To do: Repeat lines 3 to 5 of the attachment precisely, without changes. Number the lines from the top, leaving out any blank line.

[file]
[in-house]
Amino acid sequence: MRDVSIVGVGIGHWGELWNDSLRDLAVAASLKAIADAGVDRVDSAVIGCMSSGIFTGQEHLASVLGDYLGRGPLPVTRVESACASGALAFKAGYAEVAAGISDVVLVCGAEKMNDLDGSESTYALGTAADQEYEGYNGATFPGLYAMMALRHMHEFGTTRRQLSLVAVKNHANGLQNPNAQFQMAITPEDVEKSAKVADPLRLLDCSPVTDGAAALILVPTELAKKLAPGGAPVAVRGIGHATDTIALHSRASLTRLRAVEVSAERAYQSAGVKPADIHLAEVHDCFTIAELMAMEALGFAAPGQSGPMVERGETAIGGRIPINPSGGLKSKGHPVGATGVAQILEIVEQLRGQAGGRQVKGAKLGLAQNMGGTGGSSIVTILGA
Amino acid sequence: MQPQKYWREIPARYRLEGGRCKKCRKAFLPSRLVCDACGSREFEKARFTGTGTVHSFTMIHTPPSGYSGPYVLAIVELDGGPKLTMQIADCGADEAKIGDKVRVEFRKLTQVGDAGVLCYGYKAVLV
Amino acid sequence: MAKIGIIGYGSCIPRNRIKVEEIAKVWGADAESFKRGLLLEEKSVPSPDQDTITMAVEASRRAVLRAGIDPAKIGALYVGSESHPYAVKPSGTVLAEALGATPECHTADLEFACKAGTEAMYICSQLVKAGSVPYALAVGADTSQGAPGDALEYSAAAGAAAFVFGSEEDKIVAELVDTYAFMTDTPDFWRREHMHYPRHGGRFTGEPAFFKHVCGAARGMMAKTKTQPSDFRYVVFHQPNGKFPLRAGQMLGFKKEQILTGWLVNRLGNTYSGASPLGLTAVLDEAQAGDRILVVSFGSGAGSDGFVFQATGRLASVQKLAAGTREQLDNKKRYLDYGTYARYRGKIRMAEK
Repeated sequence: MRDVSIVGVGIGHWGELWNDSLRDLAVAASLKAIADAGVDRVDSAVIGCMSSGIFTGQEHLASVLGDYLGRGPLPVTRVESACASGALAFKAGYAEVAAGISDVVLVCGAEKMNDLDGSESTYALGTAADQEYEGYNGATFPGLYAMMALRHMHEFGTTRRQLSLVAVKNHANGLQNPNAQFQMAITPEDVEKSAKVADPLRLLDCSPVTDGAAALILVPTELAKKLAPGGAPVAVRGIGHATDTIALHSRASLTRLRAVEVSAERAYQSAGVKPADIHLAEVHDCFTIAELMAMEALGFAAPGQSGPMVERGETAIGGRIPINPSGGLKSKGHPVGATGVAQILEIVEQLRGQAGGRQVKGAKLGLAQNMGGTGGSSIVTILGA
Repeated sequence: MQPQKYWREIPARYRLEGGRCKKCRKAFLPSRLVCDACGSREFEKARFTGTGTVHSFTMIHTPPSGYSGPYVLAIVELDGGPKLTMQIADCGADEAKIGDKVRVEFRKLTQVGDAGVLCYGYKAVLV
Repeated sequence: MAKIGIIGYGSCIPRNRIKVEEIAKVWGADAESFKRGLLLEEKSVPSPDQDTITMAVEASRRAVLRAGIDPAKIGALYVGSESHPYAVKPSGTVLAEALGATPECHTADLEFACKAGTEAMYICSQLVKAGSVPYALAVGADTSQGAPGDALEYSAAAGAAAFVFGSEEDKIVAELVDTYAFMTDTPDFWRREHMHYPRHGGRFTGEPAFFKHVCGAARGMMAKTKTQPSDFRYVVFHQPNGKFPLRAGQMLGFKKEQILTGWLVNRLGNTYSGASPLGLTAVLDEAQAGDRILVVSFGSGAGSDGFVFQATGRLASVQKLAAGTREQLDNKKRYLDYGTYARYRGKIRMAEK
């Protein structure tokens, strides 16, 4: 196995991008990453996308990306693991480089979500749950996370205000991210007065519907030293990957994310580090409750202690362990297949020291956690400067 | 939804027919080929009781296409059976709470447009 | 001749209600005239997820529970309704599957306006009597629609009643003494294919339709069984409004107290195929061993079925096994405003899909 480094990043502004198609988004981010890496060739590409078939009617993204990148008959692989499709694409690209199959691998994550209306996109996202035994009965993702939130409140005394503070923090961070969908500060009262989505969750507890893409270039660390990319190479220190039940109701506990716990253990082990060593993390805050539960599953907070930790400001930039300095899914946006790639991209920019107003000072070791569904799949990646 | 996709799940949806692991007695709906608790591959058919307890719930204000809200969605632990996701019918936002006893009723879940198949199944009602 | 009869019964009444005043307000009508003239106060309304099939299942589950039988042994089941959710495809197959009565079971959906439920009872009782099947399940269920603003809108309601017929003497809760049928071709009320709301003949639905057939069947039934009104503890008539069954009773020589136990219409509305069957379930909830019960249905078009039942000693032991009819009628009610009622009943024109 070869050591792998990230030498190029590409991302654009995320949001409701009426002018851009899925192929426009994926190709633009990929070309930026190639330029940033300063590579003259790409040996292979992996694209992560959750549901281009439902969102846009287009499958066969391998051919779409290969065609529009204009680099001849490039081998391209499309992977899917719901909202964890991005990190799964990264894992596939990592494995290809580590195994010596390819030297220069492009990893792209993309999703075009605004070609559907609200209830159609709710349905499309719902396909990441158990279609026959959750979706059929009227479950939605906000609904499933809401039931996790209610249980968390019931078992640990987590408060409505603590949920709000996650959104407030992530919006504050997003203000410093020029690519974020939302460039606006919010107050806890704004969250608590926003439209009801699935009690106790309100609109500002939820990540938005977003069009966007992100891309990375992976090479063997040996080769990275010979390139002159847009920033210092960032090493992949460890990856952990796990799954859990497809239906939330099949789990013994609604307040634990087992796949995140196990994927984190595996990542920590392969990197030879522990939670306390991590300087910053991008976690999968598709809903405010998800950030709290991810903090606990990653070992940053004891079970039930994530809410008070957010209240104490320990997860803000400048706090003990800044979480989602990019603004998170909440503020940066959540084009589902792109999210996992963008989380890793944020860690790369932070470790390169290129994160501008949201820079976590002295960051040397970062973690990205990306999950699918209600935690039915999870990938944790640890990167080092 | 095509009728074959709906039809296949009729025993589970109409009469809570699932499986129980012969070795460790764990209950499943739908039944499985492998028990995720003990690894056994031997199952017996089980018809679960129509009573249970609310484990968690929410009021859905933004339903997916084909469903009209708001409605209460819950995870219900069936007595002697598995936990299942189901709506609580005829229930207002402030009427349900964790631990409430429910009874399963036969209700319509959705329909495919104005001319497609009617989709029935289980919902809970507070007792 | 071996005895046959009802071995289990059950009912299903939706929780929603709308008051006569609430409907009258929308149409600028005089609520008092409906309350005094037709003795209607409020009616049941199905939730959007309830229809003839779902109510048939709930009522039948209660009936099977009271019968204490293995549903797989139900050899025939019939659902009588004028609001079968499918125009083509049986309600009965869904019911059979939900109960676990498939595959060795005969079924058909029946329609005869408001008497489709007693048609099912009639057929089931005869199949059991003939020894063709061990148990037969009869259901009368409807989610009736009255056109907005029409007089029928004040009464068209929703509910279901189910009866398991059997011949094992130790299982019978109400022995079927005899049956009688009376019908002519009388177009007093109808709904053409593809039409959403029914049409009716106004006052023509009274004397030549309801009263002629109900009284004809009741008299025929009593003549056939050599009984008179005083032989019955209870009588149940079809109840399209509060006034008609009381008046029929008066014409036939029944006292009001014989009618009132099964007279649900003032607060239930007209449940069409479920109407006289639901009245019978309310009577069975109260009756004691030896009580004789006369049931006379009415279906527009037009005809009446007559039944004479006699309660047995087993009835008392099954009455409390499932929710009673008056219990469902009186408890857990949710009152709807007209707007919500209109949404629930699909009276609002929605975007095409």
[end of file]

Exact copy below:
Amino acid sequence: MQPQKYWREIPARYRLEGGRCKKCRKAFLPSRLVCDACGSREFEKARFTGTGTVHSFTMIHTPPSGYSGPYVLAIVELDGGPKLTMQIADCGADEAKIGDKVRVEFRKLTQVGDAGVLCYGYKAVLV
Amino acid sequence: MAKIGIIGYGSCIPRNRIKVEEIAKVWGADAESFKRGLLLEEKSVPSPDQDTITMAVEASRRAVLRAGIDPAKIGALYVGSESHPYAVKPSGTVLAEALGATPECHTADLEFACKAGTEAMYICSQLVKAGSVPYALAVGADTSQGAPGDALEYSAAAGAAAFVFGSEEDKIVAELVDTYAFMTDTPDFWRREHMHYPRHGGRFTGEPAFFKHVCGAARGMMAKTKTQPSDFRYVVFHQPNGKFPLRAGQMLGFKKEQILTGWLVNRLGNTYSGASPLGLTAVLDEAQAGDRILVVSFGSGAGSDGFVFQATGRLASVQKLAAGTREQLDNKKRYLDYGTYARYRGKIRMAEK
Repeated sequence: MRDVSIVGVGIGHWGELWNDSLRDLAVAASLKAIADAGVDRVDSAVIGCMSSGIFTGQEHLASVLGDYLGRGPLPVTRVESACASGALAFKAGYAEVAAGISDVVLVCGAEKMNDLDGSESTYALGTAADQEYEGYNGATFPGLYAMMALRHMHEFGTTRRQLSLVAVKNHANGLQNPNAQFQMAITPEDVEKSAKVADPLRLLDCSPVTDGAAALILVPTELAKKLAPGGAPVAVRGIGHATDTIALHSRASLTRLRAVEVSAERAYQSAGVKPADIHLAEVHDCFTIAELMAMEALGFAAPGQSGPMVERGETAIGGRIPINPSGGLKSKGHPVGATGVAQILEIVEQLRGQAGGRQVKGAKLGLAQNMGGTGGSSIVTILGA